Jackson led off the 1989 MLB All-Star Game with a monstrous home run, and he was named to the Pro Bowl in 1990. During the 1990 NFL playoffs, however, he was tackled from behind and dislocated his hip in a freak injury. Jackson never fully recovered from the injury and played just two more seasons in MLB in 1993 and 1994.

3. Mark Prior and Kerry Wood

The Chicago Cubs have been through a lot of unfortunate situations over the last 100-plus years, but losing not one, but two blue chip aces from the same team seems unfair even by their standards.

At the age of 22, Prior went 18-6 with a 2.42 ERA in 2003. Wood, 26 at the time, went 14-11 with a 3.20 ERA. They were the top two strikeout pitchers in the majors, with Wood fanning 266 batters and Prior 245. With those two at the top of the rotation, the Cubs won the NL Central and were one postseason collapse (featuring the infamous Steve Bartman play) from advancing to the World Series.

By 2007, Wood was out of the starting rotation and Prior was out of the major leagues. Triceps, elbows, shoulders, you name it – Wood and Prior were constantly battling the injury bug. While it looked like the Cubs had the best one-two-punch in baseball for the foreseeable future, the injury bug became the one opponent Wood and Prior couldn’t strike out.

2. Bill Walton

Among the greatest college basketball players of all time. Walton’s UCLA teams won 88 straight games at one point. The big red head’s ability to rebound, pass, score, and block shots earned him the Naismith Trophy three times (1972, 1973, 1974) at the men’s college player of the year and the No. 1 overall selection in the 1974 NBA Draft.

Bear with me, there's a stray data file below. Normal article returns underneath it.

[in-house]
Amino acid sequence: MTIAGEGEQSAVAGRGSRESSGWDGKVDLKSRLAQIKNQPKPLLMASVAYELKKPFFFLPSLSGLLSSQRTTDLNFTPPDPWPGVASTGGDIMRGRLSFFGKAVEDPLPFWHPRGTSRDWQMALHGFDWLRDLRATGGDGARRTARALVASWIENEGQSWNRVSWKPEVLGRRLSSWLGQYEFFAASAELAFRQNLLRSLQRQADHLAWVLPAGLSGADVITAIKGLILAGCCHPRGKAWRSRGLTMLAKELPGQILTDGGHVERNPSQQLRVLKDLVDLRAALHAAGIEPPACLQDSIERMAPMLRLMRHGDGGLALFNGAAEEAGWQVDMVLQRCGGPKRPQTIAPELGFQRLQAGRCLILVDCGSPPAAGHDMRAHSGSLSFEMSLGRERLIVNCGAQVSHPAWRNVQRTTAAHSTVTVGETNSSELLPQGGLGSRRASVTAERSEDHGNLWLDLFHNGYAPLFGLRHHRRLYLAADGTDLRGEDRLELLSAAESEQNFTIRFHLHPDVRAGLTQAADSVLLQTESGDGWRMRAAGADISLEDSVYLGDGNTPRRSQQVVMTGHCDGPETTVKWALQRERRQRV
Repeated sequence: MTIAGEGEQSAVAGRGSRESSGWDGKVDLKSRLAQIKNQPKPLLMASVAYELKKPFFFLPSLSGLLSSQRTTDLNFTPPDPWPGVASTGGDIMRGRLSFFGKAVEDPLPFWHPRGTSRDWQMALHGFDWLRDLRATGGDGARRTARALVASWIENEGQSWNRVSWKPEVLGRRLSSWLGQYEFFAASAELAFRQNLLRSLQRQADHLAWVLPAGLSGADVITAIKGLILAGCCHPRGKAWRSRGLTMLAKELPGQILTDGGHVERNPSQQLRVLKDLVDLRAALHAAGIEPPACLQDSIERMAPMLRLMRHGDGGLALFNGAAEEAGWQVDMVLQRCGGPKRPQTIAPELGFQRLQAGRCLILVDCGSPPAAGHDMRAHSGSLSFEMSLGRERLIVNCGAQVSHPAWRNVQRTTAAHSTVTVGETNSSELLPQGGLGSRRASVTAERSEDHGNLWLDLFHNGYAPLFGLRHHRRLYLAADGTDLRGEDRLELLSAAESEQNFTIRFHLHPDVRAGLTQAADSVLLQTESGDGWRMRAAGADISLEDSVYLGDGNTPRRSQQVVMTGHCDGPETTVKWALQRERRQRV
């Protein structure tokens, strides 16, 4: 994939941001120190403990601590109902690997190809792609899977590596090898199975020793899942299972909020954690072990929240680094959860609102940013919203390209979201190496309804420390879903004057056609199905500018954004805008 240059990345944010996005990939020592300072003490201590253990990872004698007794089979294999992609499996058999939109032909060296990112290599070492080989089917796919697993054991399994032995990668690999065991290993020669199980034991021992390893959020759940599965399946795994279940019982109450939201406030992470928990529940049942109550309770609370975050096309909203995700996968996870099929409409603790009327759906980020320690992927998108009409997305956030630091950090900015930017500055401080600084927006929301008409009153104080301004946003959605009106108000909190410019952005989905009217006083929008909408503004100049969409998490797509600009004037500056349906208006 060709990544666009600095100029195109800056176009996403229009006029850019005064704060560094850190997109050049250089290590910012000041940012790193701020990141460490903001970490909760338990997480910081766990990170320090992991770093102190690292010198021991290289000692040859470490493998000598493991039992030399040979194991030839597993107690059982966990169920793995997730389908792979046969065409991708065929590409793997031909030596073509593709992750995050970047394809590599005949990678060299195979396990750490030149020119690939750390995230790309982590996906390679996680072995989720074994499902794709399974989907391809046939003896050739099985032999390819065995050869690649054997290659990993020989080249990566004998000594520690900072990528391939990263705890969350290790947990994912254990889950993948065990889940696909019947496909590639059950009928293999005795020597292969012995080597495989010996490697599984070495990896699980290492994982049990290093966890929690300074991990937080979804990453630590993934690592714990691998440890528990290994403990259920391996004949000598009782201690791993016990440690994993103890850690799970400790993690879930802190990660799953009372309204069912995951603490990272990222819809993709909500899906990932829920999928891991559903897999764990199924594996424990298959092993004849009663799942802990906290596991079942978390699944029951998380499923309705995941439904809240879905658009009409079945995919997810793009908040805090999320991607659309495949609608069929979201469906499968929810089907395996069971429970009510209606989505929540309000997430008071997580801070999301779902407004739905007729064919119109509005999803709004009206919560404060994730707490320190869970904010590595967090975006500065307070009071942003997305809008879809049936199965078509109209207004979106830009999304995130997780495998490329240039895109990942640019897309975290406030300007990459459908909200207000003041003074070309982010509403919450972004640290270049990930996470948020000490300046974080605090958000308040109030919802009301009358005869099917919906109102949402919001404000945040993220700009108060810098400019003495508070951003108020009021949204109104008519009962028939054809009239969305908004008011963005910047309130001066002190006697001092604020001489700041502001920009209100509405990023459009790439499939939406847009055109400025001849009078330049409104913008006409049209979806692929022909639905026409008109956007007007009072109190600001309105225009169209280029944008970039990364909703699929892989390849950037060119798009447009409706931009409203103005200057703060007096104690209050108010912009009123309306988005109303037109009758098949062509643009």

Selected by the Portland Trail Blazers with the No. 1 overall pick in the 1974 NBA Draft, Walton appeared in just 35 games as a rookie and then 51 in his second season. He improved that total to 65 games during the 1976-77 season, and then went on to appear in all 19 of the team’s postseason games as it surged to an NBA championship. He would be named NBA Finals MPV and then NBA MVP the following season despite missing time with injury. Foot and ankle injuries hampered Walton for the rest of his career. He played in just 47 games over the four seasons immediately after his MVP campaign. He did win the 1986 NBA Finals as a valuable role player on the Boston Celtics, but NBA fans only got a glimmer of his immense talents.

1. Tony Conigliaro

It’s impossible to think of tragic injuries in sports and not picture Tony C. The promising Red Sox slugger and Boston-area native hit 32 home runs at the age of 20, and racked up 104 career dingers by age 22.

He was hit by a pitch just below his eye socket in 1967, and he did not play again until 1969. His vision continued to deteriorate over time, and Conigliaro was forced to retire after the 1971 season. He made a brief comeback with the Red Sox in 1975, but he was never able to sustain the success he was once assured as a young superstar. Conigliaro suffered a massive heart attack in 1982 and died in 1990 at just 45 years old.

Tony C’s legacy lives on in Boston and beyond. MLB named an award after him to honor a player each season for overcoming adversity. He finished his career with 166 home runs, but he was likely missed out of hundreds more due to his misfortune.